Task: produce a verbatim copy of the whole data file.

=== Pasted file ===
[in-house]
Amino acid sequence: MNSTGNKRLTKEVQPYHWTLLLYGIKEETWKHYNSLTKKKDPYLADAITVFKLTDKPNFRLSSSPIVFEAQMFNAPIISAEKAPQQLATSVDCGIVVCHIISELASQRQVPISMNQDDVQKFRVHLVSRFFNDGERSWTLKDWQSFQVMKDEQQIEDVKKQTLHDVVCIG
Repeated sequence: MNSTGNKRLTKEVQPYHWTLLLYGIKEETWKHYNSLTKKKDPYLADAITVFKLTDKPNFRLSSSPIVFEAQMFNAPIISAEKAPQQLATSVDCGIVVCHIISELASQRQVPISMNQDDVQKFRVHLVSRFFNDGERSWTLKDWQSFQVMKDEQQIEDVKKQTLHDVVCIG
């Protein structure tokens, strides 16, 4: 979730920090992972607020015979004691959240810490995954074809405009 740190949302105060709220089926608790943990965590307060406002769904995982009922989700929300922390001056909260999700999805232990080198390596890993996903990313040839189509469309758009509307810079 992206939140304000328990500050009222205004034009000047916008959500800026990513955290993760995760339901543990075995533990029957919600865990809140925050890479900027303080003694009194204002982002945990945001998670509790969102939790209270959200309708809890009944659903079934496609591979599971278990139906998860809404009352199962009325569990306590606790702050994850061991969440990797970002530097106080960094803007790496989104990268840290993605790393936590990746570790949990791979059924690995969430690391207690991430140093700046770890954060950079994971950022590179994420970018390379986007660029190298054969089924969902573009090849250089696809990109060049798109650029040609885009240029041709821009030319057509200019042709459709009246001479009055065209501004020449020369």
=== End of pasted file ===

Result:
[in-house]
Amino acid sequence: MNSTGNKRLTKEVQPYHWTLLLYGIKEETWKHYNSLTKKKDPYLADAITVFKLTDKPNFRLSSSPIVFEAQMFNAPIISAEKAPQQLATSVDCGIVVCHIISELASQRQVPISMNQDDVQKFRVHLVSRFFNDGERSWTLKDWQSFQVMKDEQQIEDVKKQTLHDVVCIG
Repeated sequence: MNSTGNKRLTKEVQPYHWTLLLYGIKEETWKHYNSLTKKKDPYLADAITVFKLTDKPNFRLSSSPIVFEAQMFNAPIISAEKAPQQLATSVDCGIVVCHIISELASQRQVPISMNQDDVQKFRVHLVSRFFNDGERSWTLKDWQSFQVMKDEQQIEDVKKQTLHDVVCIG
């Protein structure tokens, strides 16, 4: 979730920090992972607020015979004691959240810490995954074809405009 740190949302105060709220089926608790943990965590307060406002769904995982009922989700929300922390001056909260999700999805232990080198390596890993996903990313040839189509469309758009509307810079 992206939140304000328990500050009222205004034009000047916008959500800026990513955290993760995760339901543990075995533990029957919600865990809140925050890479900027303080003694009194204002982002945990945001998670509790969102939790209270959200309708809890009944659903079934496609591979599971278990139906998860809404009352199962009325569990306590606790702050994850061991969440990797970002530097106080960094803007790496989104990268840290993605790393936590990746570790949990791979059924690995969430690391207690991430140093700046770890954060950079994971950022590179994420970018390379986007660029190298054969089924969902573009090849250089696809990109060049798109650029040609885009240029041709821009030319057509200019042709459709009246001479009055065209501004020449020369």